Republican Senate Judiciary Committee chairman Lindsey Graham on Thursday brazenly flouted the rules of his own panel by scheduling a vote on Supreme Court nominee Amy Coney Barrett for next week without the required number of Democratic members present, a move Senate Minority Leader Chuck Schumer condemned as further evidence of "the illegitimacy of this sham process."
Under committee rules, at least two members of the minority party must be present for a vote to take place. But on Thursday morning, with Sen. Dick Durbin (D-Ill.) the only Democrat in attendance, Graham moved forward with a motion setting Barrett's Judiciary Committee vote for 1:00 pm ET on October 22.
"I believe that this rush sham process is a disservice to our committee. She has been rushed in a way that is historically unprecedented."
—Sen. Richard Blumenthal
"If we create this problem for you in the future, you're going to do what I'm going to do, which is move forward on the business of the committee," said Graham, a South Carolina Republican locked in a close reelection race.
Shortly after the motion was approved thanks to full support from the Republican caucus, Senate Majority Leader Mitch McConnell (R-Ky.) announced plans to bring Barrett's nomination to the floor the very next day—just over a week before the November election.
"Senate Democrats just denied Republicans the quorum they needed in Judiciary," Schumer tweeted. "But Senator Graham just further proved the illegitimacy of this sham process by again breaking the rules to ram through a justice to rip away healthcare from millions in the middle of a pandemic."
As Graham moved ahead with his motion despite the lack of a quorum, Durbin noted that the Judiciary Committee hadn't yet heard from witnesses who were set to testify Thursday, including a mother of twins with multiple pre-existing conditions who could lose protections if Barrett is confirmed and the Affordable Care Act is overturned.
"This is unprecedented," said Durbin. "We have never done this before as a committee."
Republicans cutting every corner to jam through Judge Barrett’s nomination before Election Day. It’s unprecedented to vote to move forward on a nominee before the hearing has even ended, but they did this morning.
My motion to adjourn—and finish the hearing first—was denied. pic.twitter.com/xLMiagvHen
— Senator Dick Durbin (@SenatorDurbin) October 15, 2020
Sen. Richard Blumenthal (D-Conn.), who entered the hearing room as the vote on Graham's motion was taking place, put forth his own motion to indefinitely suspend Barrett's nomination after CNN uncovered seven additional talks the judge failed to disclose in her Senate questionnaire, including one to an anti-abortion group.
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"I believe that this rush sham process is a disservice to our committee," said Blumenthal. "She has been rushed in a way that is historically unprecedented. The consequence of this rushed process is that we have given inadequate scrutiny to this nominee. I move to delay these proceedings so that we can do our job and ask, again, for all the documents."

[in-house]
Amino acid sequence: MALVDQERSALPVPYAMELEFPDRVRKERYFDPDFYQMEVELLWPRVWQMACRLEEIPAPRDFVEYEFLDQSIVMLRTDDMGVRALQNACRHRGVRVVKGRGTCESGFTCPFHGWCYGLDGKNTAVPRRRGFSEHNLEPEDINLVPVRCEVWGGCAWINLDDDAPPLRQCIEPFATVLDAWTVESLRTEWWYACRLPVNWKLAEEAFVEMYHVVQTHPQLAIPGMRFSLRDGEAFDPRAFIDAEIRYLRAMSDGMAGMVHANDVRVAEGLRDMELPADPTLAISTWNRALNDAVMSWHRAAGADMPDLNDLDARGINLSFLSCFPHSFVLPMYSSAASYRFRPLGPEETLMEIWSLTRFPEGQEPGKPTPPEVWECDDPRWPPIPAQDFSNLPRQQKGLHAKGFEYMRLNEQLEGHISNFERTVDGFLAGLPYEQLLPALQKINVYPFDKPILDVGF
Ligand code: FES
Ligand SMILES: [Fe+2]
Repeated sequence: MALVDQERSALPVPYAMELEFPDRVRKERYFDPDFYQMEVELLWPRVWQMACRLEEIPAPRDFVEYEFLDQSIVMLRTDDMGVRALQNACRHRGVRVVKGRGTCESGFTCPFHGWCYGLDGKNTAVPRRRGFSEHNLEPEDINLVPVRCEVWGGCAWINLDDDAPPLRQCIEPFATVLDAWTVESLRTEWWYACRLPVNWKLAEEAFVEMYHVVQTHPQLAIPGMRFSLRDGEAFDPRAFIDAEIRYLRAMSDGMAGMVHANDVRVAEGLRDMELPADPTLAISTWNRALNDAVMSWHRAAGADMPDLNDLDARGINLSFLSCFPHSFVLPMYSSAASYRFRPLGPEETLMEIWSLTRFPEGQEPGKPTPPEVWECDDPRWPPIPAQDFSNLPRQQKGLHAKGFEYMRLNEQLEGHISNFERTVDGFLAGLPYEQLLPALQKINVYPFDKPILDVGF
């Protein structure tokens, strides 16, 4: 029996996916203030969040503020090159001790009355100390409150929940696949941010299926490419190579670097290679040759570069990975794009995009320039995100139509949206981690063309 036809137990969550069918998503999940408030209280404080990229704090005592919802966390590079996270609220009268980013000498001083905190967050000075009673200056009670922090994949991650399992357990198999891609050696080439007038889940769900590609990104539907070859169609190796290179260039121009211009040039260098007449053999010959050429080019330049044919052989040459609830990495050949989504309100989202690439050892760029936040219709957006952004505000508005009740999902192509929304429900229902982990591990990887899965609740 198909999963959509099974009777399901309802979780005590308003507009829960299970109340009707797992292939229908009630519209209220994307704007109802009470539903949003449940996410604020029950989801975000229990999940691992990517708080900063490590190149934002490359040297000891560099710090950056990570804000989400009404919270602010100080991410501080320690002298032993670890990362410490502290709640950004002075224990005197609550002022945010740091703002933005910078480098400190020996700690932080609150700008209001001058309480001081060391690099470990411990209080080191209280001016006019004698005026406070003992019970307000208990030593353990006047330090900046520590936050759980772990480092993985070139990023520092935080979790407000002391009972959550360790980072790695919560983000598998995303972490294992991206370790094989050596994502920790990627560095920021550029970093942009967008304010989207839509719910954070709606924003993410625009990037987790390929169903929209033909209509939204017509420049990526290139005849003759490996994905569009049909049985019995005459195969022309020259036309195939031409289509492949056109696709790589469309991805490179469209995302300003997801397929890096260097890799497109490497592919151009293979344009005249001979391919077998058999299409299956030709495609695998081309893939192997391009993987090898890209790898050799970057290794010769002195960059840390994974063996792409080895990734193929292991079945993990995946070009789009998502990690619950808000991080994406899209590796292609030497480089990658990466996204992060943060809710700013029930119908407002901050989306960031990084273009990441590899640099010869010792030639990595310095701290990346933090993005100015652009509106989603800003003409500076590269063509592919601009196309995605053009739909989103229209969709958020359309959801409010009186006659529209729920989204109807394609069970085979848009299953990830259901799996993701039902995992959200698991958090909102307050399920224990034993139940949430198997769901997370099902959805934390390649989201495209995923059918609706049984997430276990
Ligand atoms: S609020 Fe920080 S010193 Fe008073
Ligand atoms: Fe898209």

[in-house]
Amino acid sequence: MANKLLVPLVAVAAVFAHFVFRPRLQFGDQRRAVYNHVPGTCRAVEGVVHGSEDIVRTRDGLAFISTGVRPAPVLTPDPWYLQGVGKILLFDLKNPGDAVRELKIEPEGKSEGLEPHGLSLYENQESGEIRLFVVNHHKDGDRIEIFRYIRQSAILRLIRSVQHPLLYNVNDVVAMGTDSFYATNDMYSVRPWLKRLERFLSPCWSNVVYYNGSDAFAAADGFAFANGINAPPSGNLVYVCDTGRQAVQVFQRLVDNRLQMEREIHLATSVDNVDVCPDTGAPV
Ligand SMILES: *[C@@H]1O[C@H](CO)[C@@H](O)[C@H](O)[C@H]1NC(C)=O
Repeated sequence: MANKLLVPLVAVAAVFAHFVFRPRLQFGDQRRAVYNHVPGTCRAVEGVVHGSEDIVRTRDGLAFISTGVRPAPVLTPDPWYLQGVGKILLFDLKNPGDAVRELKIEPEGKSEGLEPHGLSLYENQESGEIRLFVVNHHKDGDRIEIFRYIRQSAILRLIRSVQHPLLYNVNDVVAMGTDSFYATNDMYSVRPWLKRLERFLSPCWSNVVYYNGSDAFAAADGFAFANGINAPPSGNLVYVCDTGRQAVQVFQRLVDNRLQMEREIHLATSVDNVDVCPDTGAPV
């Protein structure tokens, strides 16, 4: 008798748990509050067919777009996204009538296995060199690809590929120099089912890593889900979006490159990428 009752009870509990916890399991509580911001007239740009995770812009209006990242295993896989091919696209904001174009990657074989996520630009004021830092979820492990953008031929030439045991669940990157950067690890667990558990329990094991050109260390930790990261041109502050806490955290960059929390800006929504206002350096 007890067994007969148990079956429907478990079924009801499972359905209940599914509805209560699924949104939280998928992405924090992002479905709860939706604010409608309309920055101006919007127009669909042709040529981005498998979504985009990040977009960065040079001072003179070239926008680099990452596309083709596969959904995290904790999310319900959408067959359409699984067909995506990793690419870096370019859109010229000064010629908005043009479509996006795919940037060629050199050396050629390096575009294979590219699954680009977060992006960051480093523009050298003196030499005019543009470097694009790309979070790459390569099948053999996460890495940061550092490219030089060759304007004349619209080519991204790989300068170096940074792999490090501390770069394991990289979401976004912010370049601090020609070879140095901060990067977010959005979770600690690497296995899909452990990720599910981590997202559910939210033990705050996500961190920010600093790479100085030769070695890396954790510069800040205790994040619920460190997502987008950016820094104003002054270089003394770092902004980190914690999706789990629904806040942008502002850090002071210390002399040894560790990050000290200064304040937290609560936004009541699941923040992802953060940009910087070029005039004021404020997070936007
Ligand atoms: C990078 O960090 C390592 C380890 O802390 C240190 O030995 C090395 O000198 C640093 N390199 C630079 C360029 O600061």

The Connecticut senator's motion was voted down by the committee's Republican majority.
Bears repeating: @LindseyGrahamSC BROKE COMMITTEE RULES this morning when quorum wasn’t present (only one Democrat there, not the required two), but still moved forward on Barrett’s nomination. They’re doing all they can to confirm her ASAP while people suffer amid the pandemic. https://t.co/dMf7ENOu1x
— Vanita Gupta (@vanitaguptaCR) October 15, 2020
Senate Republicans' rule-violating moves to keep Barrett on track for confirmation just before Election Day came after several days of hearings in which the judge repeatedly evaded straightforward questions about her views on a range of key issues, from the climate crisis to voting rights to the constitutionality of Social Security and Medicare.
"During these hearings, Judge Barrett has gone to great lengths to distance herself from the reality of voter suppression and voting discrimination that we face today," Kristen Clarke, president and executive director of the Lawyers' Committee for Civil Rights Under Law, said in her testimony before the Judiciary Committee Thursday. "This should sound the alarm for anyone in our country who cares about protecting voting rights for all Americans."
In a letter (pdf) sent Thursday, the final day of Barrett's Judiciary Committee hearings, 405 elected officials from 48 states and Washington, D.C. said it is "shameful" that instead of working to approve coronavirus relief for the millions of people devastated by the ongoing coronavirus pandemic and resulting economic collapse, the Senate "is rushing through a nominee who is likely to eviscerate the Affordable Care Act and deprive millions of people of access to healthcare, destroy reproductive freedom by gutting Roe v. Wade, and suppress our right to vote."
"On behalf of the millions of Americans we represent," reads the letter, "we, the undersigned state and local officials, ask you to refuse to consider a nominee for the U.S. Supreme Court before Inauguration Day 2021."
Maryland State Delegate Jheanelle Wilkins, one of the letter's signatories, said in a statement that the "focus of Congress should be on providing relief to millions of struggling families."
"In the midst of a pandemic that is devastating the constituents and communities we serve, and an election where millions of Americans have already cast their vote for the next president of the United States," Wilkins said, "the U.S. Senate is rushing the confirmation of a nominee who jeopardizes our healthcare, reproductive access, and racial justice gains."